Anthropology: Duane Klinner, Dennis Toom; Atmospheric Sciences: Cedric Grainger, Michael Poellot; Biochemistry and Molecular Biology: Siegfried Detke; Biology: Richard Crawford, Peter Meberg, Robert Newman, Sally Pyle, Rick Sweitzer, Jefferson Vaughan; Bureau of Educational Services and Applied Research: John Hoover; Chemistry: Evguenii Kozliak, David Tilotta; Civil Engineering: Ali Abolmaali, Charles Moretti; Community Medicine and Rural Health: Kyle Muus; Computer Science: Brajendra Panda; Counseling: David Whitcomb; Economics and Public Affairs - Political Science and Public Administration - Bureau of Governmental Affairs: Mary Kweit; EERC: Ted Aulich, Christina Behr-Andres, Steven Benson, Michael Collings, Charlene Crocker, Daniel Daly, Bruce Dockter, Grant Dunham, Thomas Erickson, John Erjavec, Kurt Eylands, Gerald Groenewold, Jay Gunderson, Doug Hajicek, Joseph Hartman, David Hassett, Loreal Heebink, John Hendrikson, Melanie Hetland, John Hurley, Michael Jones, Marc Kurz, Dennis Laudal, Carolyn Lillemoen, Donald McCollar, Stanley Miller, Thomas Moe, Mark Musich, Erin O'Leary, John Pavlish, Wesley Peck, Debra Pflughoeft-Hassett, Butch Riske, Lucia Romuld, David Rush, Grant Schelkopf, Darren Schmidt, Richard Schulz, Jaroslav Solc, Everett Sondreal, James Sorensen, Edward Steadman, Bradley Stevens, Tina Strobel, Michael Swanson, Jeffrey Thompson, Gregory Weber, Constance Wixo, Ye Zhuang, Christo-pher Zygarlicke; Education and Human Development: Gregory Gagnon; Geology and Geological Engi-neering: Scott Korom; HNRC: Jean Altepeter; INMED: Eugene DeLorme; John D. Odegard School of Aerospace Sciences: Bruce Smith; Law School: Larry Spain; Microbiology and Immunology: David Bradley; Nursing: Lonna Milburn; Physical Therapy: Peggy Mohr; Physics: John Wagner; Practice and Role Development: Christine Burd; Regional Weather Information Center: Leon Osborne; SBDC: Wally Kearns; School of Communication: Stephen Rendahl; School of Communication - Native Media Center: Lynda Kenney; School of Medicine and Health Sciences: H. David Wilson; Social Work - CFSTC: Ann Lochner; Sociology - SSRI: Cordell Fontaine; Space Studies: Robert Andres; Student Health Services: Alan Allery; Teaching and Learning: Lynne Chalmers, Mark Guy, Glenn Olsen.
-- Sally Eckert-Tilotta, Interim Director, Office of Research and Program Development.
RESEARCH, GRANT OPPORTUNITIES LISTED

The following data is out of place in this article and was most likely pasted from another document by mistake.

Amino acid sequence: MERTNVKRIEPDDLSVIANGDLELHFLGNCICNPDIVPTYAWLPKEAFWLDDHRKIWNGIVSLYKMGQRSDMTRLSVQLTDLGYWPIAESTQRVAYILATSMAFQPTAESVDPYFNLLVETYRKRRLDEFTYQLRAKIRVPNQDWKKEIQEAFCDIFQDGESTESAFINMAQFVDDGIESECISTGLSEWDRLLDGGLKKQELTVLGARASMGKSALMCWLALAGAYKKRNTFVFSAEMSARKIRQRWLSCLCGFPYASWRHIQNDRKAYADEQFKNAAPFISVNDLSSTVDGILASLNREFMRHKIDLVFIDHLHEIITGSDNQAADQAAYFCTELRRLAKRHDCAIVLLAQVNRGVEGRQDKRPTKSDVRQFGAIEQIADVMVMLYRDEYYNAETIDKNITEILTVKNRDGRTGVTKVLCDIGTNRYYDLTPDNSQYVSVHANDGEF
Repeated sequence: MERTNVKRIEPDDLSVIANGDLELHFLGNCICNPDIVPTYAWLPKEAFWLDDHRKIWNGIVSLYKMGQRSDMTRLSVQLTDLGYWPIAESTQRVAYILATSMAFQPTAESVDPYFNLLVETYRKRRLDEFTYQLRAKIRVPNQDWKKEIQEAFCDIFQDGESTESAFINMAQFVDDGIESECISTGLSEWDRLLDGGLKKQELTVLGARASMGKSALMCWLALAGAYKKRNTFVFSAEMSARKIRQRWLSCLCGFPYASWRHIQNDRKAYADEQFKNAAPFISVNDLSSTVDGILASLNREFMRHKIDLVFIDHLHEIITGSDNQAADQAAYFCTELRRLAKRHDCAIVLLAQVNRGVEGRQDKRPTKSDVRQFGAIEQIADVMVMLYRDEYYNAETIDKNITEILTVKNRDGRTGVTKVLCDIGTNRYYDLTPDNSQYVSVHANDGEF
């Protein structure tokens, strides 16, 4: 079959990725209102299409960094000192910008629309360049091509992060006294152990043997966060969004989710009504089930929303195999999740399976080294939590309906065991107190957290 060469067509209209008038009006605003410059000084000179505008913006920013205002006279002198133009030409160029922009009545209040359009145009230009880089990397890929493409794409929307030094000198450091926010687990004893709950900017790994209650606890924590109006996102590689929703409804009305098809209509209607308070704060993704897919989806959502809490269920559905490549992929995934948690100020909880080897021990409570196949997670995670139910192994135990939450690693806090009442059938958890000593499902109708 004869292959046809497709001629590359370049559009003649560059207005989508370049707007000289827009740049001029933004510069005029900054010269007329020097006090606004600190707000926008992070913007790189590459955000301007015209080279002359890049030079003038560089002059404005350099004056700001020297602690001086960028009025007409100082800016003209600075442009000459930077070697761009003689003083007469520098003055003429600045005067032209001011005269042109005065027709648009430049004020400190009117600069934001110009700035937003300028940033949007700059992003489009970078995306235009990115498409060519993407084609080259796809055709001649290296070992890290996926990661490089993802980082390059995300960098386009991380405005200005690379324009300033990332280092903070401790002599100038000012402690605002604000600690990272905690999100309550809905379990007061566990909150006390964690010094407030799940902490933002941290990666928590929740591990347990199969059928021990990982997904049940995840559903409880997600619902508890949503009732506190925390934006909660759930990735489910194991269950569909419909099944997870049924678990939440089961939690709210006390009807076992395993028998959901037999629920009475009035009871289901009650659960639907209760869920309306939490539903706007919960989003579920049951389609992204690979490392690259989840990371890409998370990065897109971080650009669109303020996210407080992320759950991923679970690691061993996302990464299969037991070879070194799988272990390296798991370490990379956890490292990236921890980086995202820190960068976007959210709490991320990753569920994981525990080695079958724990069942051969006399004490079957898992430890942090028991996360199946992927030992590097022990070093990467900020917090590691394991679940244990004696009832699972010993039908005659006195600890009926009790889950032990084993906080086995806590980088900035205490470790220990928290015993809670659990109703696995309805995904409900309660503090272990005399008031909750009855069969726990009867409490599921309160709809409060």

Following are research and grant opportunities. For more information, contact the Office of Research and Program Development at 777-4278.
NATIONAL ENDOWMENT FOR THE HUMANITIES (NEH)
Collaborative Research Grants support original research undertaken by a team of two or more scholars or research coordinated by an individual scholar that because of its scope or complexity requires additional staff or resources beyond the individual's salary. Eligible projects include research leading to the preparation of scholarly publications that break new ground or offer fresh perspectives; editions of works or documents that are of value to scholars and general readers and have been previously inaccessible or available only in inadequate editions; annotated translations into English of works that provide insight into other cultures; and conferences addressing a topic of major significance to the humanities. Applicants must make a convincing case for the importance of the project, describe sound research methods and a practical workplan, and demonstrate that appropriate staff and institutional resources are available and committed. These grants support full-time or part-time activities for periods of up to 3 years. Awards normally range from $10,000-$200,000, but requests for more than $100,000 should include the use of matching funds or cost sharing. Deadline: 9/1/01. Contact: Division of Research Programs, 202/606- 8200; firstname.lastname@example.org; http://www.neh.fed.us/grants/onebook/collresearch.html.
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The Center for Field Research (CFR), an affiliate organization of Earthwatch Institute, invites proposals for basic and applied research in Folklore and Oral History. The project must have scientific merit, and feasibly and constructively involve non- specialist Earthwatch volunteers in the research tasks. Grants will range from $7,000-$130,000, depending on length of time in the field and number of volunteer participants involved. A typical project would employ 5-10 volunteers on each of 3-6 sequential teams over several months. Each team normally spends 1-3 weeks in the field as most participants are on leave from their normal occupations. Deadlines: Preliminary proposals should be submitted no later than 12-14 months prior to the projected start of fieldwork. Full proposals for peer review are invited by the Center. Contact: Moises Leon, Social Sciences Program Director, email@example.com; http://www.earthwatch.org/cfr/CFRfolklore.html.
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NATIONAL INSTITUTE ON DEAFNESS AND OTHER COMMUNICATION DISORDERS (NIDCD)